We shouldn't overdo the director idolatry here. Corliss didn't. Not long into his tenure at Film Comment, he mounted a counter-movement to Sarris's auteurism by celebrating the Hollywood screenwriter—with cheeky variations on Sarris's "Pantheon" rankings of directors and almost subliminal tweakings of some classic Sarris lines and syntax in the critical text. An issue devoted to cinematographers followed, and some time later—spearheaded by Corliss's discerning wife Mary—a comprehensive salute to art directors.
And yet it's directorial commentary we remember most vividly. The archetypal Film Comment issue might have been "Masters of Mise-en-Scène," comprised of clusters of pieces illuminating individual films by Welles, Murnau, and Ophuls. An issue-and-a-half was devoted to a booklength study of King Vidor by Raymond Durgnat. Robin Wood filed a brilliant appreciation of emerging master Alan J. Pakula and his second film "Klute" (in the same issue as Schrader's epochmaking noir survey!). Joe McBride and Mike Wilmington periodically celebrated undervalued John Ford pictures, Sergio Leone received his first serious English-language attention in Film Comment, and John Huston—a "Fallen Idol" in Sarris's 1963 accounting of the American cinema—was hailed as "one of the finest auteurs" in a 1980 "Midsection" feature. Things like this just didn't happen anywhere else.
With Film Comment, in the Seventies and well into the Eighties, Richard Corliss perpetuated the core values of Andrew Sarris's body of criticism and raised the bar for intelligent film commentary delivered with eloquence and flair. That went a long way toward defining the shape and boundaries of film culture in American discourse, and setting a standard to maintain coherence in our film conversation and give subsequent participants something to reach for. It hasn't forestalled the recent lamentable drift, especially in the blogosphere, from considered assessment to instantaneous opinionmongering—from writing to blurting. But it's a noble edifice, its foundations still solid. Film Comment celebrated its 50th anniversary in 2013.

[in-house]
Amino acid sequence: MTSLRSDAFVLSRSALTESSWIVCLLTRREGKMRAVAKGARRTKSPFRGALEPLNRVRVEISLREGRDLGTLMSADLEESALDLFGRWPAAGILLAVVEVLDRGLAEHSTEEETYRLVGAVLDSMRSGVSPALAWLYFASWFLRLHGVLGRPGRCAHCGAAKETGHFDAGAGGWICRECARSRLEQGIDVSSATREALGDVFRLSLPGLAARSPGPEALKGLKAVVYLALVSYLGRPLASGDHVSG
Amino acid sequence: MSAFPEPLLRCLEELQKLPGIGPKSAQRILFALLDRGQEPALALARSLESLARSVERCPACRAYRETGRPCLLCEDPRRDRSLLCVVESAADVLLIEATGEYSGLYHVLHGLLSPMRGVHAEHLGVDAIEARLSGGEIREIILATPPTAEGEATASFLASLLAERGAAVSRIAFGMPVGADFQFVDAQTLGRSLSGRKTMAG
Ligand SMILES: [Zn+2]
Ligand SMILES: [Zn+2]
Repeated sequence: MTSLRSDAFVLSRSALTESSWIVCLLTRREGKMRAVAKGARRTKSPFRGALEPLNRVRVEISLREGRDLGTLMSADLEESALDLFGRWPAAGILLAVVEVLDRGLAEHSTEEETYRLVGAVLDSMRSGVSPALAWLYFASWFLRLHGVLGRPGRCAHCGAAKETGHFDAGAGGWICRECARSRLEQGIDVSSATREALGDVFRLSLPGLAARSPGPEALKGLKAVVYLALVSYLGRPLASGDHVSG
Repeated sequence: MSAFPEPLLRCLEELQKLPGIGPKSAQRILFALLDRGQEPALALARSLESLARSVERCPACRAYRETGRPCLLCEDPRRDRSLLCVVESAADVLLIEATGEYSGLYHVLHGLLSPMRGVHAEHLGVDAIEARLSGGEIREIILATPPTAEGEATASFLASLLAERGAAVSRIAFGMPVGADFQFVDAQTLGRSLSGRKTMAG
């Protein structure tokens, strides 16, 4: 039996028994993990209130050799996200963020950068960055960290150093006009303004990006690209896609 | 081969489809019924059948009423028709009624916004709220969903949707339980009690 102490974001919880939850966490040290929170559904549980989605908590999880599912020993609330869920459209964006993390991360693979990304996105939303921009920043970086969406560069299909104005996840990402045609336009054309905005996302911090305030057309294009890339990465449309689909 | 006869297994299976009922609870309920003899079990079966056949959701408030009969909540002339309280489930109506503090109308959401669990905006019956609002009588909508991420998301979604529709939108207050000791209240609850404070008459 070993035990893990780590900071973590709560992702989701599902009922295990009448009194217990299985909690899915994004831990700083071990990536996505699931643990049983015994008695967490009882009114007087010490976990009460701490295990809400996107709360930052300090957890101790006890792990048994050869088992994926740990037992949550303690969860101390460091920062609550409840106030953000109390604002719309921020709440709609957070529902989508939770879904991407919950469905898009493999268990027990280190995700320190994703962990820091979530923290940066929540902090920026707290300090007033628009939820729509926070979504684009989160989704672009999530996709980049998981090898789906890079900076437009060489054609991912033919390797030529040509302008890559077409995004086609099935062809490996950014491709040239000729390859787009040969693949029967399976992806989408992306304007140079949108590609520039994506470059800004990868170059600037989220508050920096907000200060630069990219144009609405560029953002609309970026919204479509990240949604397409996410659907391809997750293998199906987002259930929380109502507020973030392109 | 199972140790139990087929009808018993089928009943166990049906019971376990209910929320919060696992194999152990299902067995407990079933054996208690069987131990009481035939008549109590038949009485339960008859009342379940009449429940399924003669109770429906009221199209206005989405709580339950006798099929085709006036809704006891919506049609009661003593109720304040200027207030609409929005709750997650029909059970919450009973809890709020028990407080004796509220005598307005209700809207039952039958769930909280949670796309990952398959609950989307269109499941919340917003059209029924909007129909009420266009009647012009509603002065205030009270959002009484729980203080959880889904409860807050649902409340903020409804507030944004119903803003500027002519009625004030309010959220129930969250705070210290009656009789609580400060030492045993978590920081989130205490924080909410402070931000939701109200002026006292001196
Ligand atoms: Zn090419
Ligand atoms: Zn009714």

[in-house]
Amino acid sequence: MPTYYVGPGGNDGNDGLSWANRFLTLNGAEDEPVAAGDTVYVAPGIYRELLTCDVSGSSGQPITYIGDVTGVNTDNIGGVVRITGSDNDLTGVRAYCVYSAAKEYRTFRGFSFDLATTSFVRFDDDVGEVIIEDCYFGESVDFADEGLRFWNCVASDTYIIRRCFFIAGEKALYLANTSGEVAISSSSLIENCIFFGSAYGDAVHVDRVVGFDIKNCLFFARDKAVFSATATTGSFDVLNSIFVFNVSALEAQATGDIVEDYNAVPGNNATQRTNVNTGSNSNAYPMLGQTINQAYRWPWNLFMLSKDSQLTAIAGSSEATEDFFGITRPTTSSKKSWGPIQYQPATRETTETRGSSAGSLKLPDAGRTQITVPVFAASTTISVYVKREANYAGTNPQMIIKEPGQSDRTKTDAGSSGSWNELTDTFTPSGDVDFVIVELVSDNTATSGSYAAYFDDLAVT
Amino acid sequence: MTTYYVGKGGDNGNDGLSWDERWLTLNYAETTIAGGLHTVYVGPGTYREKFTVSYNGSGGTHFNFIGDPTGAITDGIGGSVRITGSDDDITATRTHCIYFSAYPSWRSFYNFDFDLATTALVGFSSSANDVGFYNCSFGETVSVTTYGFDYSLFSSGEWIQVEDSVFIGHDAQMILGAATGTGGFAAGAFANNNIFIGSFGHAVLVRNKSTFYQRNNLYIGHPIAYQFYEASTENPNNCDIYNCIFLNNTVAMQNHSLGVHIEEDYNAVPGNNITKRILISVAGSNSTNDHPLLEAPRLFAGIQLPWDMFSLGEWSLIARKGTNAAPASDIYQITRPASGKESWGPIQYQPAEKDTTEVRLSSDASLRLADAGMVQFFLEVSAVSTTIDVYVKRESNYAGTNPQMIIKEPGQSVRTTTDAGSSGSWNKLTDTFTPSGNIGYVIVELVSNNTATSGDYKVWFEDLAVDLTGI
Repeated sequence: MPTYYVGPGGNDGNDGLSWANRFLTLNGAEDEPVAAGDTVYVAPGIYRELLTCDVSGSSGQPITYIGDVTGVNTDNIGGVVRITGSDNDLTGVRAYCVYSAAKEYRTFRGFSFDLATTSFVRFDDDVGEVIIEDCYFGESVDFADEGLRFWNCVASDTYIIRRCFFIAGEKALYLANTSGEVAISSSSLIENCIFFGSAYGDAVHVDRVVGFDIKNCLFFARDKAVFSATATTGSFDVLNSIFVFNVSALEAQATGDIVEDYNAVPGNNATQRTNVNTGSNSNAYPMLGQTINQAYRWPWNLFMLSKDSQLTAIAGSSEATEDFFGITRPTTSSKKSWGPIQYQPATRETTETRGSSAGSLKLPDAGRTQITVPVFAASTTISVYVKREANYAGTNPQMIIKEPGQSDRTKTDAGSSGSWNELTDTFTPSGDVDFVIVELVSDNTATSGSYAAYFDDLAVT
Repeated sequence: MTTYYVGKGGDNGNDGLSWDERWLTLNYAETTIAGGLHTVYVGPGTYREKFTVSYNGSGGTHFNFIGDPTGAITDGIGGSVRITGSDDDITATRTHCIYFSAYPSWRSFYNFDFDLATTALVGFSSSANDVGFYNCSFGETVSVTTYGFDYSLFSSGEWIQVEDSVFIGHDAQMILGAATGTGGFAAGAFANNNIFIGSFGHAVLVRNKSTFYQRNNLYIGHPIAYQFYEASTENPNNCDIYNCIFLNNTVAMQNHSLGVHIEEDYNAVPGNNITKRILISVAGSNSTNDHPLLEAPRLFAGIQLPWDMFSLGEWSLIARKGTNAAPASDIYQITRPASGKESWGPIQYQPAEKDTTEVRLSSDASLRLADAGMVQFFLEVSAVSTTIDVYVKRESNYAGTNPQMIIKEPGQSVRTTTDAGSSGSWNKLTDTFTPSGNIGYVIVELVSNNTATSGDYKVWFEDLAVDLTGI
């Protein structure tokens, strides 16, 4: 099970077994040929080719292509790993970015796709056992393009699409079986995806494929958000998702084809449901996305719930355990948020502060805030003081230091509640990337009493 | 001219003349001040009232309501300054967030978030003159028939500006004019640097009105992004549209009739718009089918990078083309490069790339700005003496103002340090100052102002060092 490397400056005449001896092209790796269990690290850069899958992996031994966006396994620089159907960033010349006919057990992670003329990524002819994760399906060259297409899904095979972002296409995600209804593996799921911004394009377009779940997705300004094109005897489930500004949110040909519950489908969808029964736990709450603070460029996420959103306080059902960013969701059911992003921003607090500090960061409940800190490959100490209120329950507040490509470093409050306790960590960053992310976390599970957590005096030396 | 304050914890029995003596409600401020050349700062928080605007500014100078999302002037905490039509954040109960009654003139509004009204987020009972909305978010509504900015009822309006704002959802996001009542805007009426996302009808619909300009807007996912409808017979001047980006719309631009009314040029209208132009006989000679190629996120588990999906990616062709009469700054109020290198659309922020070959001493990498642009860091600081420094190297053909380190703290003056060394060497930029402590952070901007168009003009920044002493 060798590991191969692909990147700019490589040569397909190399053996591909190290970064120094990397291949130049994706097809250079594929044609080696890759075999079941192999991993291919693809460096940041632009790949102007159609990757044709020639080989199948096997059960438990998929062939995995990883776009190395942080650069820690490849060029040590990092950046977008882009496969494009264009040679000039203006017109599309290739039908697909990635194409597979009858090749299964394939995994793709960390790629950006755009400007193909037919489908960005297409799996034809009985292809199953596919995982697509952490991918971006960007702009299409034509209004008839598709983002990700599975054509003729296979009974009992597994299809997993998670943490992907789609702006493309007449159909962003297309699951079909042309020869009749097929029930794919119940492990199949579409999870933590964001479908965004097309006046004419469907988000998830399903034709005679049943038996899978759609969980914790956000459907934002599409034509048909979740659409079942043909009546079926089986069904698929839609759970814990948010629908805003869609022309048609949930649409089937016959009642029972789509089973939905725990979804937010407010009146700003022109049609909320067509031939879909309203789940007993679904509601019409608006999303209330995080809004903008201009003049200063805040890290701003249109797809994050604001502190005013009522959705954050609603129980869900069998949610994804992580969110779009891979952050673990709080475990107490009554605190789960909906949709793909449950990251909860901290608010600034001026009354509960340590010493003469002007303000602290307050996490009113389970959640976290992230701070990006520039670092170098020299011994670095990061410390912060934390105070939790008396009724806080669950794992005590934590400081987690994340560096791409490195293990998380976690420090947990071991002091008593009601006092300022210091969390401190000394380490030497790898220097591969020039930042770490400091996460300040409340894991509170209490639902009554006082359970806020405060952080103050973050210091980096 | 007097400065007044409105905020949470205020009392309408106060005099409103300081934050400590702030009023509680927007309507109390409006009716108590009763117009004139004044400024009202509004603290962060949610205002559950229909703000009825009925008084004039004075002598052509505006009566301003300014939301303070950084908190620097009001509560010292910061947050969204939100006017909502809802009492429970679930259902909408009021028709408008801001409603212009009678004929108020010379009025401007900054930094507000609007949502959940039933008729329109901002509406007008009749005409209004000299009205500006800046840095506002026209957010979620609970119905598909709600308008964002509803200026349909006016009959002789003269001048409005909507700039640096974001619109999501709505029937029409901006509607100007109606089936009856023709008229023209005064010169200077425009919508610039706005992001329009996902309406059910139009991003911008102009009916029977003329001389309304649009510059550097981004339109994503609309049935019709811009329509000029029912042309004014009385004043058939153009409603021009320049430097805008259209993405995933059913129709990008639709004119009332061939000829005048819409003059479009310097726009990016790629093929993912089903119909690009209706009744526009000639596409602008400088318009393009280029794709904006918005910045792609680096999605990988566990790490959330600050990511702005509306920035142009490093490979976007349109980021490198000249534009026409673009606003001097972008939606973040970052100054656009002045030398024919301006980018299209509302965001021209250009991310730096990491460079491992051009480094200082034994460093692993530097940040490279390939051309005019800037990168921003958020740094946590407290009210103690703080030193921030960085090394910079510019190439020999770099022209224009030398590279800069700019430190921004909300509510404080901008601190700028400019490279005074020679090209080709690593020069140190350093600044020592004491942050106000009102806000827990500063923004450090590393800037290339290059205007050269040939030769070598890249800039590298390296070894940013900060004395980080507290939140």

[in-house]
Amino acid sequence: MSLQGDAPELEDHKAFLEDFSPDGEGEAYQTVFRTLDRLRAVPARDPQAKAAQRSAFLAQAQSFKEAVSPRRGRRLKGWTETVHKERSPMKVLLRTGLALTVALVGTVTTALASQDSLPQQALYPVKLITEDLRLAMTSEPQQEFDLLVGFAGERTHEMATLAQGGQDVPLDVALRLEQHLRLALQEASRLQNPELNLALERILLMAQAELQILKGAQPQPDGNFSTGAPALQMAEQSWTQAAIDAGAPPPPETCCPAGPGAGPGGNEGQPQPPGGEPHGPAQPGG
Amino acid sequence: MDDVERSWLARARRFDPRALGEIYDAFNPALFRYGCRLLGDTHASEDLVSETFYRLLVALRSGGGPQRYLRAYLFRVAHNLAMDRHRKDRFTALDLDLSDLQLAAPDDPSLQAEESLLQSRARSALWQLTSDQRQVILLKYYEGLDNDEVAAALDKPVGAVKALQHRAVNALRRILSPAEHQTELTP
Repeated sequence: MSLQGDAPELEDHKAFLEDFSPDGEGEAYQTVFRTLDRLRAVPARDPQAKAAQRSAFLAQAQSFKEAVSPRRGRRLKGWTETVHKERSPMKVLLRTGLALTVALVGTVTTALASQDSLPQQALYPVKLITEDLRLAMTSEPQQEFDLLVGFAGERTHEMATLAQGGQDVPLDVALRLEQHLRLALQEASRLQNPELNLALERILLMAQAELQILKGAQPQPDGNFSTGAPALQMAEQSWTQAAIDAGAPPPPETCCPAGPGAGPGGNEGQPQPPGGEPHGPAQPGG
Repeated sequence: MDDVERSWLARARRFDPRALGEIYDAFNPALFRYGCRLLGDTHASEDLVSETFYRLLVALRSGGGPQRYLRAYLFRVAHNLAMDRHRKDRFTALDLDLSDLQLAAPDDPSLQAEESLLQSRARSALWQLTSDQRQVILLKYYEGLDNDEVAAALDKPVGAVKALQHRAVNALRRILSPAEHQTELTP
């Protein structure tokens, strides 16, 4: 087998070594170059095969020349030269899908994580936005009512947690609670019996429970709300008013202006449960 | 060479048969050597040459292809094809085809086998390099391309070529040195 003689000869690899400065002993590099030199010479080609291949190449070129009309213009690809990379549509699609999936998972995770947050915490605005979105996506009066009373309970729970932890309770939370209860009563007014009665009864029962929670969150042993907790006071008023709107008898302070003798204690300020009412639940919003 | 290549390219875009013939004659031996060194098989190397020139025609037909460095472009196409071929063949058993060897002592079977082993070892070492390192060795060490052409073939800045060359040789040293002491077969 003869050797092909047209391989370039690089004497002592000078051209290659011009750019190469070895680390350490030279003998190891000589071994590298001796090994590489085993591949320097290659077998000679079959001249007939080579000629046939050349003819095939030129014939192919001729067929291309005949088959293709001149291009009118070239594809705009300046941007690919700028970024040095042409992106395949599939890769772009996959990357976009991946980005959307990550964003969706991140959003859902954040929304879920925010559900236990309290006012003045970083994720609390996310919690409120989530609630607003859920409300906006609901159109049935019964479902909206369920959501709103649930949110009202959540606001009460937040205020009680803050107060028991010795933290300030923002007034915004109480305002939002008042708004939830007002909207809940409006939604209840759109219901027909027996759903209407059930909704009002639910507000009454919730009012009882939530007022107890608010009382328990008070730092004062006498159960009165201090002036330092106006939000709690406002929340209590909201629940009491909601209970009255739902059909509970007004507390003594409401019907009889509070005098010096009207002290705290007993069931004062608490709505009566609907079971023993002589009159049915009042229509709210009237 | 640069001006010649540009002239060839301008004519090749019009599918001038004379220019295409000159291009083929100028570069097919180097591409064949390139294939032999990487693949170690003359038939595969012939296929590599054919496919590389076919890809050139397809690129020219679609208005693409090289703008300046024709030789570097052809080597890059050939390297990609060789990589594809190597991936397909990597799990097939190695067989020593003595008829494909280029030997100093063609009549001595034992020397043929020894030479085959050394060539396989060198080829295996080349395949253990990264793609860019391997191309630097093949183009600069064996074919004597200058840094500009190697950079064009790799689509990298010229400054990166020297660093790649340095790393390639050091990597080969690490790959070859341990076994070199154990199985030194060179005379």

It's striking, while reading the obits, to notice how often people marveled at the little sleep Corliss must have got, to have been so steadily busy, to have produced so much. Whether he suffered from (thrived on?) insomnia has not been recorded, but on more than one occasion, this chronically last-minute contributor on the opposite coast of the continental United States sat reading his hot-from-the-typewriter prose over the phone to Richard Corliss in Manhattan as night waned. We speak of a dimly recalled, probably now-little-suspected time before floppy disks, faxes, or e-mail, and the deadline had been two days ago. The writer would read and Corliss would type out what he was hearing. It usually happened that, every five or six lines, Corliss would be especially taken with a phrase, or question the degree of vehemence on the writer's part, and conversation would ensue. A half-hour might pass this way. Then on to the next five or six lines. The night was young and so were we.